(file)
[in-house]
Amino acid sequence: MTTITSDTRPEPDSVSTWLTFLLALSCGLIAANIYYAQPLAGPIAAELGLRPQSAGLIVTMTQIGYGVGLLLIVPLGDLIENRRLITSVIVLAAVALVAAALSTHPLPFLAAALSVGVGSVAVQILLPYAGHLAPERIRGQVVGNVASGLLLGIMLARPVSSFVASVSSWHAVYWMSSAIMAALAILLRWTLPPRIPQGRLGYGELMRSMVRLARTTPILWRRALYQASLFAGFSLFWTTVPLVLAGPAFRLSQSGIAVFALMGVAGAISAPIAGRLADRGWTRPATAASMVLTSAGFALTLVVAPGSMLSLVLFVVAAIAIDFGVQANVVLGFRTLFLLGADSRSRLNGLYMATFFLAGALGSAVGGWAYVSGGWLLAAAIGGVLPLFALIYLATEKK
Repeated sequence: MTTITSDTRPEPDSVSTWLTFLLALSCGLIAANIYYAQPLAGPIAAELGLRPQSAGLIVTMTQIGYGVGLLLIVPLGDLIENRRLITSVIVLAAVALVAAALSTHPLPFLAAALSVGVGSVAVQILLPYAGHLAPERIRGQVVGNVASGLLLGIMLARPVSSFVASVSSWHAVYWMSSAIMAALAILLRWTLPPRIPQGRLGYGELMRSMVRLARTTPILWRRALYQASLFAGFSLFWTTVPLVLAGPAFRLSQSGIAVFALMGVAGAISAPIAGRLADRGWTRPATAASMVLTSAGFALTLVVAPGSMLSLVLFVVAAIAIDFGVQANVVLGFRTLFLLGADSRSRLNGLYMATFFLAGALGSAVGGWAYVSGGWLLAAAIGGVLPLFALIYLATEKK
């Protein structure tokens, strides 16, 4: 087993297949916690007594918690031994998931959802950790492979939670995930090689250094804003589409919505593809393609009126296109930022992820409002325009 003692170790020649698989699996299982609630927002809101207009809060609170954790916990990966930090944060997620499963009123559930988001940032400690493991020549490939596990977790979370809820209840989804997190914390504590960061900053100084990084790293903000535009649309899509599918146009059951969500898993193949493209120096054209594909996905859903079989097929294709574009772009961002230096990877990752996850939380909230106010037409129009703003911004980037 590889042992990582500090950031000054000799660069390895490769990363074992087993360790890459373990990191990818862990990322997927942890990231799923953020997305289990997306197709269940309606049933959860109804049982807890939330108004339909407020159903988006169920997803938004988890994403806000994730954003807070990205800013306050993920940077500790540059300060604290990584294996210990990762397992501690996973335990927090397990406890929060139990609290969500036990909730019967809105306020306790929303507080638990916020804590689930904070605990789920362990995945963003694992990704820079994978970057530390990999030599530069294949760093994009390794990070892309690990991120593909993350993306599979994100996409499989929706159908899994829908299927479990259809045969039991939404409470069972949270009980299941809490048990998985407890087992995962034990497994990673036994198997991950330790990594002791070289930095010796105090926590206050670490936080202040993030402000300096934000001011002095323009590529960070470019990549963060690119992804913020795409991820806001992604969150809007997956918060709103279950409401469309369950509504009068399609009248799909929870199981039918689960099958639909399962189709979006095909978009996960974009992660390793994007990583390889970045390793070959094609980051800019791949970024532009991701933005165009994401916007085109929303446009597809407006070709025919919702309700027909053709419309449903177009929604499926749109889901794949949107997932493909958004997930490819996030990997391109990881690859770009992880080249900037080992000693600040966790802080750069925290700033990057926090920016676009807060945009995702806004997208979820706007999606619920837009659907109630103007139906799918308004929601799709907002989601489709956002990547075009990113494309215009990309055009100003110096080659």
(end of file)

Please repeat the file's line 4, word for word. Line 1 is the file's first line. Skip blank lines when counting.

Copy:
């Protein structure tokens, strides 16, 4: 087993297949916690007594918690031994998931959802950790492979939670995930090689250094804003589409919505593809393609009126296109930022992820409002325009 003692170790020649698989699996299982609630927002809101207009809060609170954790916990990966930090944060997620499963009123559930988001940032400690493991020549490939596990977790979370809820209840989804997190914390504590960061900053100084990084790293903000535009649309899509599918146009059951969500898993193949493209120096054209594909996905859903079989097929294709574009772009961002230096990877990752996850939380909230106010037409129009703003911004980037 590889042992990582500090950031000054000799660069390895490769990363074992087993360790890459373990990191990818862990990322997927942890990231799923953020997305289990997306197709269940309606049933959860109804049982807890939330108004339909407020159903988006169920997803938004988890994403806000994730954003807070990205800013306050993920940077500790540059300060604290990584294996210990990762397992501690996973335990927090397990406890929060139990609290969500036990909730019967809105306020306790929303507080638990916020804590689930904070605990789920362990995945963003694992990704820079994978970057530390990999030599530069294949760093994009390794990070892309690990991120593909993350993306599979994100996409499989929706159908899994829908299927479990259809045969039991939404409470069972949270009980299941809490048990998985407890087992995962034990497994990673036994198997991950330790990594002791070289930095010796105090926590206050670490936080202040993030402000300096934000001011002095323009590529960070470019990549963060690119992804913020795409991820806001992604969150809007997956918060709103279950409401469309369950509504009068399609009248799909929870199981039918689960099958639909399962189709979006095909978009996960974009992660390793994007990583390889970045390793070959094609980051800019791949970024532009991701933005165009994401916007085109929303446009597809407006070709025919919702309700027909053709419309449903177009929604499926749109889901794949949107997932493909958004997930490819996030990997391109990881690859770009992880080249900037080992000693600040966790802080750069925290700033990057926090920016676009807060945009995702806004997208979820706007999606619920837009659907109630103007139906799918308004929601799709907002989601489709956002990547075009990113494309215009990309055009100003110096080659």